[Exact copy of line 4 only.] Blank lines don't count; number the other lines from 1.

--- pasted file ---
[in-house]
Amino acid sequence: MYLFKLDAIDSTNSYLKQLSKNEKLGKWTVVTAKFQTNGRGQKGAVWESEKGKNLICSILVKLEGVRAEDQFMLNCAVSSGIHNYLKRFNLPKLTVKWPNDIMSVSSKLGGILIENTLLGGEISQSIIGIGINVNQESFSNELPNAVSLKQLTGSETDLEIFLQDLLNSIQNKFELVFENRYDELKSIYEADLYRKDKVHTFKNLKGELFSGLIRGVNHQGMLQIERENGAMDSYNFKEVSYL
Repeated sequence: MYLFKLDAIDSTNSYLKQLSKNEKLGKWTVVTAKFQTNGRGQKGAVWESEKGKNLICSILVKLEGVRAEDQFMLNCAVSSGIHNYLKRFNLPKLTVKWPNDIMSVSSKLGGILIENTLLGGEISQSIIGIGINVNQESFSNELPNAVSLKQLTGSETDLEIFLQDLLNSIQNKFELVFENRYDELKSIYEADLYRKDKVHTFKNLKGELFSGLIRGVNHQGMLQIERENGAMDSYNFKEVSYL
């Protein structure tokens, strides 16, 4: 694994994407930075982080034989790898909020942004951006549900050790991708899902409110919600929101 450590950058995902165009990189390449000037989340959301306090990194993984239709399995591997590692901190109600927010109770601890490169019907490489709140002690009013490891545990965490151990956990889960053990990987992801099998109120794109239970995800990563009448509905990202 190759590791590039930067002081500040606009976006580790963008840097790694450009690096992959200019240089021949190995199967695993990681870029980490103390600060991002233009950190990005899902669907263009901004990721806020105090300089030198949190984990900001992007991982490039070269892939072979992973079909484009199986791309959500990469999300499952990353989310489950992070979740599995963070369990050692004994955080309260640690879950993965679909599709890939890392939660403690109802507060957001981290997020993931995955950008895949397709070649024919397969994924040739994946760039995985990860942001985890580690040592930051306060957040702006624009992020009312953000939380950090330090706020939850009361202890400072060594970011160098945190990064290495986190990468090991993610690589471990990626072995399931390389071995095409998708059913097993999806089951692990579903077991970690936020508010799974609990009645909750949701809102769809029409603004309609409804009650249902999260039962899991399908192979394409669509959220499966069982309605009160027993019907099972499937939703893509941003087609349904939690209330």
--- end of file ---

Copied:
């Protein structure tokens, strides 16, 4: 694994994407930075982080034989790898909020942004951006549900050790991708899902409110919600929101 450590950058995902165009990189390449000037989340959301306090990194993984239709399995591997590692901190109600927010109770601890490169019907490489709140002690009013490891545990965490151990956990889960053990990987992801099998109120794109239970995800990563009448509905990202 190759590791590039930067002081500040606009976006580790963008840097790694450009690096992959200019240089021949190995199967695993990681870029980490103390600060991002233009950190990005899902669907263009901004990721806020105090300089030198949190984990900001992007991982490039070269892939072979992973079909484009199986791309959500990469999300499952990353989310489950992070979740599995963070369990050692004994955080309260640690879950993965679909599709890939890392939660403690109802507060957001981290997020993931995955950008895949397709070649024919397969994924040739994946760039995985990860942001985890580690040592930051306060957040702006624009992020009312953000939380950090330090706020939850009361202890400072060594970011160098945190990064290495986190990468090991993610690589471990990626072995399931390389071995095409998708059913097993999806089951692990579903077991970690936020508010799974609990009645909750949701809102769809029409603004309609409804009650249902999260039962899991399908192979394409669509959220499966069982309605009160027993019907099972499937939703893509941003087609349904939690209330």